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From History to Theory

From History to Theory

KERWIN LEE KLEIN
Copyright Date: 2011
Edition: 1
Pages: 224
https://www.jstor.org/stable/10.1525/j.ctt1ppb2k
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  • Book Info
    From History to Theory
    Book Description:

    From History to Theorydescribes major changes in the conceptual language of the humanities, particularly in the discourse of history. In seven beautifully written, closely related essays, Kerwin Lee Klein traces the development of academic vocabularies through the dynamically shifting cultural, political, and linguistic landscapes of the twentieth century. He considers the rise and fall of "philosophy of history" and discusses past attempts to imbue historical discourse with scientific precision. He explores the development of the "meta-narrative" and the post-Marxist view of history and shows how the present resurgence of old words-such as "memory"-in new contexts is providing a way to address marginalized peoples. In analyzing linguistic changes in the North American academy,From History to Theoryinnovatively ties semantic shifts in academic discourse to key trends in American society, culture, and politics.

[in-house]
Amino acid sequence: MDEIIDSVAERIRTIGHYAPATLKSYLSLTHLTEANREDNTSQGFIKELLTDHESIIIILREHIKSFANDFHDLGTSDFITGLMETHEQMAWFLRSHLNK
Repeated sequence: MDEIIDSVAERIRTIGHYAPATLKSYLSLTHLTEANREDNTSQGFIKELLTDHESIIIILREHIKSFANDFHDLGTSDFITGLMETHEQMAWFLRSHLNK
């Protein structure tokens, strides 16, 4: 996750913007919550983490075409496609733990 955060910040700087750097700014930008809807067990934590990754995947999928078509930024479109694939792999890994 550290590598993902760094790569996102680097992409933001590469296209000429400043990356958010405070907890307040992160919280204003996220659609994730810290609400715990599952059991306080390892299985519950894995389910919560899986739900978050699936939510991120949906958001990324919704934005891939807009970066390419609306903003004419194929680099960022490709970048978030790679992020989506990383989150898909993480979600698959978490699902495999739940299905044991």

eISBN: 978-0-520-94829-7
    Subjects: History

Table of Contents

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  1. Front Matter
    (pp. i-iv)
  2. Table of Contents
    (pp. v-vi)
  3. Acknowledgments
    (pp. vii-viii)
  4. Introduction
    (pp. 1-16)

    I cannot recall when I first learned this particular version of Matthew 19:24, but I can say that it was in southern Illinois. My family lived in the foothills above the confluence of the Mississippi and Ohio rivers, a tiny slice of the mid-South then peopled mostly by farmers and coal miners. Storytelling, jokes, and preaching were highly valued forms of art, and I watched masters of the craft almost every day. The Scots-Irish migrants of the late eighteenth and early nineteenth centuries who had marched from the Appalachians to the Ozarks had left their mark. This was (and remains)...

  5. ONE The Rise and Fall of Historiography
    (pp. 17-34)